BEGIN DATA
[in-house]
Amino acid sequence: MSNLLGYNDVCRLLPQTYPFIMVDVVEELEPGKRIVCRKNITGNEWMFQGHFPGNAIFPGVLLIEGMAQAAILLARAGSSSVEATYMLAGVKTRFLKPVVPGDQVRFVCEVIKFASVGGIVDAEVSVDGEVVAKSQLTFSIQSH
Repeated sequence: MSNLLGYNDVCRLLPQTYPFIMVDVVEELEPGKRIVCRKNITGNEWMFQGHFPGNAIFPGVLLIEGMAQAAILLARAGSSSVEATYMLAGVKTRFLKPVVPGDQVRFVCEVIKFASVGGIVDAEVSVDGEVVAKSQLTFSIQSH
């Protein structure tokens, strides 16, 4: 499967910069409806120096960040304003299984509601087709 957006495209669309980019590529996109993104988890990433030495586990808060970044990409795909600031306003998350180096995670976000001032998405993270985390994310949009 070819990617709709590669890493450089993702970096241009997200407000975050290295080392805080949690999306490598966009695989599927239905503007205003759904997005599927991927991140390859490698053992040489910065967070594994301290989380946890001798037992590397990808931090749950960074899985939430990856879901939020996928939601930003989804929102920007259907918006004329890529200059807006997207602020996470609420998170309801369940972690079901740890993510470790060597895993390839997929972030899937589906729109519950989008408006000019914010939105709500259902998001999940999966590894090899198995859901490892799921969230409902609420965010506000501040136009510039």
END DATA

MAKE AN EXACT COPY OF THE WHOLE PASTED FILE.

[in-house]
Amino acid sequence: MSNLLGYNDVCRLLPQTYPFIMVDVVEELEPGKRIVCRKNITGNEWMFQGHFPGNAIFPGVLLIEGMAQAAILLARAGSSSVEATYMLAGVKTRFLKPVVPGDQVRFVCEVIKFASVGGIVDAEVSVDGEVVAKSQLTFSIQSH
Repeated sequence: MSNLLGYNDVCRLLPQTYPFIMVDVVEELEPGKRIVCRKNITGNEWMFQGHFPGNAIFPGVLLIEGMAQAAILLARAGSSSVEATYMLAGVKTRFLKPVVPGDQVRFVCEVIKFASVGGIVDAEVSVDGEVVAKSQLTFSIQSH
């Protein structure tokens, strides 16, 4: 499967910069409806120096960040304003299984509601087709 957006495209669309980019590529996109993104988890990433030495586990808060970044990409795909600031306003998350180096995670976000001032998405993270985390994310949009 070819990617709709590669890493450089993702970096241009997200407000975050290295080392805080949690999306490598966009695989599927239905503007205003759904997005599927991927991140390859490698053992040489910065967070594994301290989380946890001798037992590397990808931090749950960074899985939430990856879901939020996928939601930003989804929102920007259907918006004329890529200059807006997207602020996470609420998170309801369940972690079901740890993510470790060597895993390839997929972030899937589906729109519950989008408006000019914010939105709500259902998001999940999966590894090899198995859901490892799921969230409902609420965010506000501040136009510039």